Brian Wood and Peter Danssaert recently contributed a chapter on Africa’s illicit arms trade to ‘Gun Trafficking and Violence. From the Global Network to the Local Security Challenge‘ edited by David Pérez Esparza, Carlos A. Pérez Ricart, and Eugenio Weigend Vargas (2021).
In this chapter the authors consider major structural factors contributing to the illicit trade of small arms and light weapons in Africa. Stemming from the legacy of colonial domination, widespread extreme poverty, porous borders, and competition over natural resources, the majority of Africa’s 54 states have struggled to establish effective regulatory systems to control small arms trading activities and ensure legitimate possession and use of such arms and ammunition. Citing concrete cases and data, the authors illustrate how demand for such weapons is driven by very high levels of recurring armed conflict as well as by pervasive patterns of armed violence and state repression.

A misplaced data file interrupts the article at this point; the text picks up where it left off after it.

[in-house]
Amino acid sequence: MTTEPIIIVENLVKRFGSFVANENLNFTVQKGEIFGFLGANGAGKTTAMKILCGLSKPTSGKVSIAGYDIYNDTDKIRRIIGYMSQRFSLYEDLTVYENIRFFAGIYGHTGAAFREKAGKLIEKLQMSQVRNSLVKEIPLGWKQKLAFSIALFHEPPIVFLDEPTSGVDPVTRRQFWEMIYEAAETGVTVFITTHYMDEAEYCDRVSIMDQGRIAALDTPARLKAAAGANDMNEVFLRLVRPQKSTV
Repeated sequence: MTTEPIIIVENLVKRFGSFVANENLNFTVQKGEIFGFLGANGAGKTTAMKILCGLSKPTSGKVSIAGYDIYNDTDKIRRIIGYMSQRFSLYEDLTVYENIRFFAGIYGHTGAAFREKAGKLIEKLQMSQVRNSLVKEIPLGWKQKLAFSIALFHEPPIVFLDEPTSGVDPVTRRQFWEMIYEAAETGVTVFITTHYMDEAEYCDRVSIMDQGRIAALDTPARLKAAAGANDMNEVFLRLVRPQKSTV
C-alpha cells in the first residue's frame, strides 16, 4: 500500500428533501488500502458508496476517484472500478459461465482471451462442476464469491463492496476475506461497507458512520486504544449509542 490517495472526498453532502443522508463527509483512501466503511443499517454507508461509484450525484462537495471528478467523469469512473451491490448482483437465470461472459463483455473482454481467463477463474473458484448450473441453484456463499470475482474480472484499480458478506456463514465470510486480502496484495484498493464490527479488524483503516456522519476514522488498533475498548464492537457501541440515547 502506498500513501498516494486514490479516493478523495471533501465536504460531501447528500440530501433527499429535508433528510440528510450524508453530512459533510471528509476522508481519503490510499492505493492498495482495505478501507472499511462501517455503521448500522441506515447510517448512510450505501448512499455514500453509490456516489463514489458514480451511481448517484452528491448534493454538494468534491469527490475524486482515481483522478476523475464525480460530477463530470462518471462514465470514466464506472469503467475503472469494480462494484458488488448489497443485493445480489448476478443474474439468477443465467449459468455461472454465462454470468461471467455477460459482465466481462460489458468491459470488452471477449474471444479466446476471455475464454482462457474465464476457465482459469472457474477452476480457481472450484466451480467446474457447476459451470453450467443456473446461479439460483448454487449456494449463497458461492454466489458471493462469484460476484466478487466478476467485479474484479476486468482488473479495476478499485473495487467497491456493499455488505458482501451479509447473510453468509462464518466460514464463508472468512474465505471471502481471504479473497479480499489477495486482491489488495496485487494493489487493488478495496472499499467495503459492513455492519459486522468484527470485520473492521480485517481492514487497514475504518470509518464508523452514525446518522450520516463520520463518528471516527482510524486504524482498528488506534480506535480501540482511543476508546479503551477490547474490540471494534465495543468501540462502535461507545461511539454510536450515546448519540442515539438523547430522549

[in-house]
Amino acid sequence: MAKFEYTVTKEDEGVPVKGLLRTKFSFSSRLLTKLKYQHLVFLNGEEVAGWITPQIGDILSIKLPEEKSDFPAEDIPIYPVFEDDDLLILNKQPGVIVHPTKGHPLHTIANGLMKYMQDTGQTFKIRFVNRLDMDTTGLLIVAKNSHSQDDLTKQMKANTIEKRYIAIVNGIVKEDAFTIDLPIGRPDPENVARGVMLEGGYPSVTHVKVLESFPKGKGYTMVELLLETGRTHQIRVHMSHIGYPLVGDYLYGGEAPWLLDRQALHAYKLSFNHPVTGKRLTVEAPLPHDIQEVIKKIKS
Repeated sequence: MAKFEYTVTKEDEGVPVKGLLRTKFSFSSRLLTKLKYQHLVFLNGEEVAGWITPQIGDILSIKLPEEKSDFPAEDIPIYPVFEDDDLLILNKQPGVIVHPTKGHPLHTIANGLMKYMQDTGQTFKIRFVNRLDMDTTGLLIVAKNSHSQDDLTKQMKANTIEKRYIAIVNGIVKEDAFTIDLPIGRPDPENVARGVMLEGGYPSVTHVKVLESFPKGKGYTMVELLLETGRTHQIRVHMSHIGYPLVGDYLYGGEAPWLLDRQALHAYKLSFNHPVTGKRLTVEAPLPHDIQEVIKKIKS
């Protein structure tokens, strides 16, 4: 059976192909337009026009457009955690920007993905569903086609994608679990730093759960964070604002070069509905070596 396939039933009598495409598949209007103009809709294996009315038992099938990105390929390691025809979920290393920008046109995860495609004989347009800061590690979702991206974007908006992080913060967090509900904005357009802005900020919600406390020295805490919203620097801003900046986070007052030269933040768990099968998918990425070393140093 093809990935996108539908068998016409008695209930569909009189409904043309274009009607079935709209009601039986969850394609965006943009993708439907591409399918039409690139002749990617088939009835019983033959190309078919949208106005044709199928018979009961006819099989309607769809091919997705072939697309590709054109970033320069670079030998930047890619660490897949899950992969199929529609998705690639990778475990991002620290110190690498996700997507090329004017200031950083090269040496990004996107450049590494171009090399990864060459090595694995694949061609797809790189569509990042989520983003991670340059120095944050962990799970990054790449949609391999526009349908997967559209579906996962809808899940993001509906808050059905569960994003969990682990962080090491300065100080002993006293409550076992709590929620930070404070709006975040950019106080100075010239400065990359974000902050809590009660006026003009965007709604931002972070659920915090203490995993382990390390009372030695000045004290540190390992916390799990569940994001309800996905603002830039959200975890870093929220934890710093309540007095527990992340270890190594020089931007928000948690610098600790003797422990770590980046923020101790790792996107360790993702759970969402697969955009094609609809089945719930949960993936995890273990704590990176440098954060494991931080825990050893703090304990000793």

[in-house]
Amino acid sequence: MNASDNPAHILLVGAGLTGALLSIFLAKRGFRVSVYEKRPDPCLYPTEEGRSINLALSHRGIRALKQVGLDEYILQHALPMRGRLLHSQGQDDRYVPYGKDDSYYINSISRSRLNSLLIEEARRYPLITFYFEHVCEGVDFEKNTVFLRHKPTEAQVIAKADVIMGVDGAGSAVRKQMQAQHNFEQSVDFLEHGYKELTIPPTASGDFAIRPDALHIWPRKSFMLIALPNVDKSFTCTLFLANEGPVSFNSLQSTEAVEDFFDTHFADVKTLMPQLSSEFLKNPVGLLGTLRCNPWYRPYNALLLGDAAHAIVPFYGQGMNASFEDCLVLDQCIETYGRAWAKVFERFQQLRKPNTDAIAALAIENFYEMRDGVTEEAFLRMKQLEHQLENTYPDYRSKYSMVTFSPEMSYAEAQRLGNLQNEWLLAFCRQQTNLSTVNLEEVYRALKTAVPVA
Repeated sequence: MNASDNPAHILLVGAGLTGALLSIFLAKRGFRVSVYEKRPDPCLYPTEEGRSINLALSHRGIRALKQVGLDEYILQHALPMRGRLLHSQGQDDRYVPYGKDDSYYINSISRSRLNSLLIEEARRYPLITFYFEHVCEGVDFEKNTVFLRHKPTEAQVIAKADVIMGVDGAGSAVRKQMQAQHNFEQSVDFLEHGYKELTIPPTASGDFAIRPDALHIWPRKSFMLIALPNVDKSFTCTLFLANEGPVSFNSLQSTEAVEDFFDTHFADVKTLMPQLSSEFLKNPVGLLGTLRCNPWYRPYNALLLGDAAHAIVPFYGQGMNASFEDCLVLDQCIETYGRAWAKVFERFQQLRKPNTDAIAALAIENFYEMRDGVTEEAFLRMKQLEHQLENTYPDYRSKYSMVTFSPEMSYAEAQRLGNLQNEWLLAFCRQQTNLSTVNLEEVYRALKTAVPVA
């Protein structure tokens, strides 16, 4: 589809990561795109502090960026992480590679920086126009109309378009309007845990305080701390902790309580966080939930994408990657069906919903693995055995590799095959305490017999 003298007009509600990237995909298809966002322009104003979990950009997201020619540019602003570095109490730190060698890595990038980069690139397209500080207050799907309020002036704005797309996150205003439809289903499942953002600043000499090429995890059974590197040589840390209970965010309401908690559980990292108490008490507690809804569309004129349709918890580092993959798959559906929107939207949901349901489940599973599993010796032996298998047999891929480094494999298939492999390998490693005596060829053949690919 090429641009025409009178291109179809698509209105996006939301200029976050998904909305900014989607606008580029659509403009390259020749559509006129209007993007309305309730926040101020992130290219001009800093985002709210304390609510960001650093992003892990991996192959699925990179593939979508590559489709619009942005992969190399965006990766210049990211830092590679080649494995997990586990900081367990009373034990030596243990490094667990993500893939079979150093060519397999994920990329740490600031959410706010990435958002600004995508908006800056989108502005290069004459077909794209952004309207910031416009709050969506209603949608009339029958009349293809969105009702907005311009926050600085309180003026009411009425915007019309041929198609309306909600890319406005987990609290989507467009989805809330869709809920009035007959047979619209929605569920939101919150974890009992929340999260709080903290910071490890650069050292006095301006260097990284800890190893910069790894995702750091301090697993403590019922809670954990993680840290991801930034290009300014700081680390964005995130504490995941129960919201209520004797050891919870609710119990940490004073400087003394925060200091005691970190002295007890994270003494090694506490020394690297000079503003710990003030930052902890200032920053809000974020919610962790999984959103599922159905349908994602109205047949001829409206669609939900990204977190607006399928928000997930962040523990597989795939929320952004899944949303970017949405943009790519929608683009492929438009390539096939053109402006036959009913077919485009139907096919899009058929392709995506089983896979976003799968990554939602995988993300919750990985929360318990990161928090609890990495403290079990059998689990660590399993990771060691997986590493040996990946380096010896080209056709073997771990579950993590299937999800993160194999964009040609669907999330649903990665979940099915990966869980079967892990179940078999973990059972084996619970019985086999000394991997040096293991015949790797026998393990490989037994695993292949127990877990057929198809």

Most supplies originate from outside the continent as local factory production is relatively small. However, mismanagement and corruption in procurement and stockpile security, as well as cross-border trafficking and political conflict, contribute to their diversion into a multitude of illicit markets and into the hands of unauthorized users including organized crime and terrorist groups. The authors argue that frameworks of international law and standards could provide African states with a relatively comprehensive basis to develop systems of national regulation and accountability for the trade and use of small arms, but that such developments depend on much greater political will to do so and public awareness of the problems and solutions, as well as the provision of appropriate technical and financial assistance by the international community.